Faculty, staff, and students tackle topics that affect campus and campus life
Zach Justus consumes his fair share of higher education podcasts.
So when the Chico State associate professor of communication studies couldn’t find one reflecting life in and around his own campus, he lobbed an idea to his friends and colleagues, English Department Chair Tracy Butts and Student Life and Leadership Program Coordinator Mary Wallmark: Let’s start our own podcast.
“I thought it might bring an interesting balance of perspective and experiences,” said Justus (BA, Communication Studies, ’03; MA, Communication Studies, ’05).
Ideas were shared, a format was workshopped, and the Caffeinated Cats podcast was born. Justus, Butts, and Wallmark record the podcast biweekly and boast more than a dozen episodes under their collective belt (find them on iTunes and Soundcloud).
From committees and campus groups to Words With Friends and Trivia Crack, Justus, Butts, and Wallmark cross paths regularly, though they have a hard time nailing down exactly when, where, and how they first entered each other’s orbits.
“Zach is like gum on your shoe,” Wallmark quipped. “You don’t know where you got it, but once you get it, you can’t get it off.”
The Caffeinated Cats podcast tackles topics that affect campus and campus life: Chico State traditions, campus diversity, food choices on and around campus, and the 2016 presidential election, when the group recorded its most emotional episode to date.
Wallmark knows that while the opinions expressed in the podcast only represent those of the trio, she says the larger goal is to open up and expand conversations around topics that warrant discussion, especially those that can polarize.
“Us all sitting silently in our silos disagreeing doesn’t do us any good,” said Wallmark. “If there’s a third of the campus that agrees with us and a third of the campus that totally disagrees with us, then there’s a third of the campus that wasn’t even thinking about it.”
Collectively, not only do these Wildcats cover a wide swath on campus but they tend to be well-recognized.
Like Justus, Wallmark (BA, Physical Education, ’87; Credential ’88) is an alum. She has worked on campus for about 20 years, and her work in Student Life and Leadership was recognized with the University’s Wildcat Spirit Award in 2016. Justus began teaching at the University in 2009, and received the Outstanding Teacher Award for 2014–15. Butts, who joined the Department of English in 2001, earned the Outstanding Faculty Service Award for 2014–15.
The conversation on the podcast flows freely and easily, and their individual personalities are on full display. Butts voices her meaningful observations quietly at times, complementing Wallmark’s bold effervescence. And Justus, who rarely strays from his dark slacks, white shirt and red tie, sometimes is forced to do a bit of wrangling to keep the conversation on-track.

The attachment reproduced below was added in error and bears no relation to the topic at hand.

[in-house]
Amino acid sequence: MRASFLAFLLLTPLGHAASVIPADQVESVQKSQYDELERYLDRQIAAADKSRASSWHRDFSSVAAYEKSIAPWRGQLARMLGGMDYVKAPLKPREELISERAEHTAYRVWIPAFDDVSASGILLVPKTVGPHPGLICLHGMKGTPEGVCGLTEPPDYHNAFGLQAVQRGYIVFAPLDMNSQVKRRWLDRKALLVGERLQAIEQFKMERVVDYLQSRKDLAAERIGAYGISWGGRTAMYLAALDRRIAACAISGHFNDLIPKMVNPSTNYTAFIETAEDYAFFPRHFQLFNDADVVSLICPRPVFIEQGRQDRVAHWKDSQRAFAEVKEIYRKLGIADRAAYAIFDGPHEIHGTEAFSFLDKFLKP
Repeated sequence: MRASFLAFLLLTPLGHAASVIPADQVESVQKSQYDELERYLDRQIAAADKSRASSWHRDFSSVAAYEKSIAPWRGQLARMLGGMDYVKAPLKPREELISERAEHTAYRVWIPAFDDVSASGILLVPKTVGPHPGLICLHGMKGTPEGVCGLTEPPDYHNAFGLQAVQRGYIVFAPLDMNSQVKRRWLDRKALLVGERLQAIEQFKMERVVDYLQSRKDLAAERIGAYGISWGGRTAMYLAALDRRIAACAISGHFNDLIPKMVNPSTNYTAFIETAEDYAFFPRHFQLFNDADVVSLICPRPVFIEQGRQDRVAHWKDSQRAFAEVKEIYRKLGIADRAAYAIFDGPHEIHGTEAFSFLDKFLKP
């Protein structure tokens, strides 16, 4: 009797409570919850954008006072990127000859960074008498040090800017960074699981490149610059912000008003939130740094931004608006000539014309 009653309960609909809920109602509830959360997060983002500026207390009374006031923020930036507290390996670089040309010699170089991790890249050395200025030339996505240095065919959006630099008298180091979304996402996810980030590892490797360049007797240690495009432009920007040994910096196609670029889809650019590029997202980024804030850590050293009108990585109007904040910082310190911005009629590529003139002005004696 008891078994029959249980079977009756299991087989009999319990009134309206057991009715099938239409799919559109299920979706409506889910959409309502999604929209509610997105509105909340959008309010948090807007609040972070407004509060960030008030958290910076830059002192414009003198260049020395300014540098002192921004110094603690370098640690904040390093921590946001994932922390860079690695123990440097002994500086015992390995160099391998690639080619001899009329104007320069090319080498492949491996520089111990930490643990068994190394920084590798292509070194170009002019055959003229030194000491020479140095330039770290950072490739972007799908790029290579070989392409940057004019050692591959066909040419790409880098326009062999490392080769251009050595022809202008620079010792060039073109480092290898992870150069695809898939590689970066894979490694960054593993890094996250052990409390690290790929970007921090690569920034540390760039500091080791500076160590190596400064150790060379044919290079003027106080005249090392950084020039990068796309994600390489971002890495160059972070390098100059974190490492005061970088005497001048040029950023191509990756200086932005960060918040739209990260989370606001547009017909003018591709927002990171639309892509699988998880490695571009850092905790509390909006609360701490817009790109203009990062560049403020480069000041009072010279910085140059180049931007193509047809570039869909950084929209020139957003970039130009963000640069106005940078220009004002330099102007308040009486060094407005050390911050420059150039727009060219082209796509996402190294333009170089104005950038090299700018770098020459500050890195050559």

“Mary and I are like two little animals,” Butts said, “and I’m always impressed by Zach and his ability to bring things back around.”
Before the mics are hot, Justus completes one of the most important tasks: Fetching the podcast’s namesake caffeinated beverages, which are carefully crafted by Common Grounds in the Bell Memorial Union to reflect the theme of each show. For example, the coffee drink prompted by “Episode 2: Greek Life” had a very distinctive flavor.
“It had, like, cinnamon and hazelnut and something else,” Wallmark said. “It had a delicate balance. Just like Greek life.”
Students play an important role in each Caffeinated Catsepisode. Media Arts, technology, and design students Malcolm Ashton and Steven Houston check out and bring in University-owned equipment, then set it up for recording. After the podcast is in the books, Ashton and Houston produce the episode, insert the intro and outro, and post it online, even taking care of social mediapromotion.
And a student guest joins the show each episode, providing unique expertise and opining openly on the day’s topic. Justus, Butts, and Wallmark agree the student guest is vital to each episode.
“Their ability to step into a conversation and to hold their own—and to also bring their insight, skills, and talents that they develop here—are the things that are really put on display,” said Butts. “When our student guests come in, they rise to the occasion.”
“That’s the part I want people to listen to, not really so much for us,” Wallmark added. “I want [listeners] to hear what our students are saying.”
Justus credits Wallmark for pushing to book a student guest every episode.
“Not just a guest, a student guest,” he said. “That’s been very critical.”
“I’m lucky because I work where it’s crawling with them,” Wallmark joked. “Worst case scenario, I dart one, drag them into the room, they wake up, and we say, ‘Guess what? You’re the guest!’”
At the end of the day, the Caffeinated Cats crew wants to stimulate conversation. Whether it’s someone who agrees or disagrees, a reaction is a response, which means people are listening and engaged.
“I would love to have more people listen,” Justus said. “I would love to get angry emails from people.”